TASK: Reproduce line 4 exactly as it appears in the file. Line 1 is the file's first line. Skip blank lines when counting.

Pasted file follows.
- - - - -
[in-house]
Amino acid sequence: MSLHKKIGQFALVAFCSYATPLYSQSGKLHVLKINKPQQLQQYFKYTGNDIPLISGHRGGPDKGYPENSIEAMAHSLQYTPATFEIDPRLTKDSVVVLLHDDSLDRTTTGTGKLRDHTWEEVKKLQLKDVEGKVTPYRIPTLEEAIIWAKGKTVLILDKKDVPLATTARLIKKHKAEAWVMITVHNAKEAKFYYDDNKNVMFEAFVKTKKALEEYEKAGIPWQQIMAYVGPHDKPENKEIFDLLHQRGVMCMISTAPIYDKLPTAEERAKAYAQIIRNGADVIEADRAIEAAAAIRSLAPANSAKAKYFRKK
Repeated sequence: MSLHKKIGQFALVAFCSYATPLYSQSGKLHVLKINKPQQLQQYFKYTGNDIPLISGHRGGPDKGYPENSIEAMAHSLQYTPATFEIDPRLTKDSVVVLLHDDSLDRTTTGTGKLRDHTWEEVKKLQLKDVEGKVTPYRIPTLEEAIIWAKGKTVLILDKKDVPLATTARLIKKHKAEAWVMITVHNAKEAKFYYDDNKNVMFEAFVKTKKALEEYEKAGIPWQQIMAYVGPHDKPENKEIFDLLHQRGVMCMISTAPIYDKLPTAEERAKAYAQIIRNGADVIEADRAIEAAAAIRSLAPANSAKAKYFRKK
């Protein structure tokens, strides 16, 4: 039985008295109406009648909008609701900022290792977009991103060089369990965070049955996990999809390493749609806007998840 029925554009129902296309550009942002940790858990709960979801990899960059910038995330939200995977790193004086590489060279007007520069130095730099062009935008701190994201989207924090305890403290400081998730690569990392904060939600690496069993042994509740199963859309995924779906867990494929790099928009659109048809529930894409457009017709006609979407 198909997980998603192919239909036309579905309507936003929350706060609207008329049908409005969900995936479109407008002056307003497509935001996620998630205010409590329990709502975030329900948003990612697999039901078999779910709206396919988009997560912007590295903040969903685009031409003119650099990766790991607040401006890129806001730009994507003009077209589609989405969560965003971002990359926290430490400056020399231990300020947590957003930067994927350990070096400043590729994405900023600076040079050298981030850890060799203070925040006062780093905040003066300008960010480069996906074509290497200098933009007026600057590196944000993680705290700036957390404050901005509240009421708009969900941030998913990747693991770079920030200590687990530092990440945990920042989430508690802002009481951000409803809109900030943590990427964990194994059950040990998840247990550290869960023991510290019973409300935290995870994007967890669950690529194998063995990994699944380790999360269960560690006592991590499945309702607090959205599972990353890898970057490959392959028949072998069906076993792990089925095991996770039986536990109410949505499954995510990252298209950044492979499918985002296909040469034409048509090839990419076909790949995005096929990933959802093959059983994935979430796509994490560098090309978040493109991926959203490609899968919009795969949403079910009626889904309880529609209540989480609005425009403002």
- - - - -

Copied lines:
């Protein structure tokens, strides 16, 4: 039985008295109406009648909008609701900022290792977009991103060089369990965070049955996990999809390493749609806007998840 029925554009129902296309550009942002940790858990709960979801990899960059910038995330939200995977790193004086590489060279007007520069130095730099062009935008701190994201989207924090305890403290400081998730690569990392904060939600690496069993042994509740199963859309995924779906867990494929790099928009659109048809529930894409457009017709006609979407 198909997980998603192919239909036309579905309507936003929350706060609207008329049908409005969900995936479109407008002056307003497509935001996620998630205010409590329990709502975030329900948003990612697999039901078999779910709206396919988009997560912007590295903040969903685009031409003119650099990766790991607040401006890129806001730009994507003009077209589609989405969560965003971002990359926290430490400056020399231990300020947590957003930067994927350990070096400043590729994405900023600076040079050298981030850890060799203070925040006062780093905040003066300008960010480069996906074509290497200098933009007026600057590196944000993680705290700036957390404050901005509240009421708009969900941030998913990747693991770079920030200590687990530092990440945990920042989430508690802002009481951000409803809109900030943590990427964990194994059950040990998840247990550290869960023991510290019973409300935290995870994007967890669950690529194998063995990994699944380790999360269960560690006592991590499945309702607090959205599972990353890898970057490959392959028949072998069906076993792990089925095991996770039986536990109410949505499954995510990252298209950044492979499918985002296909040469034409048509090839990419076909790949995005096929990933959802093959059983994935979430796509994490560098090309978040493109991926959203490609899968919009795969949403079910009626889904309880529609209540989480609005425009403002």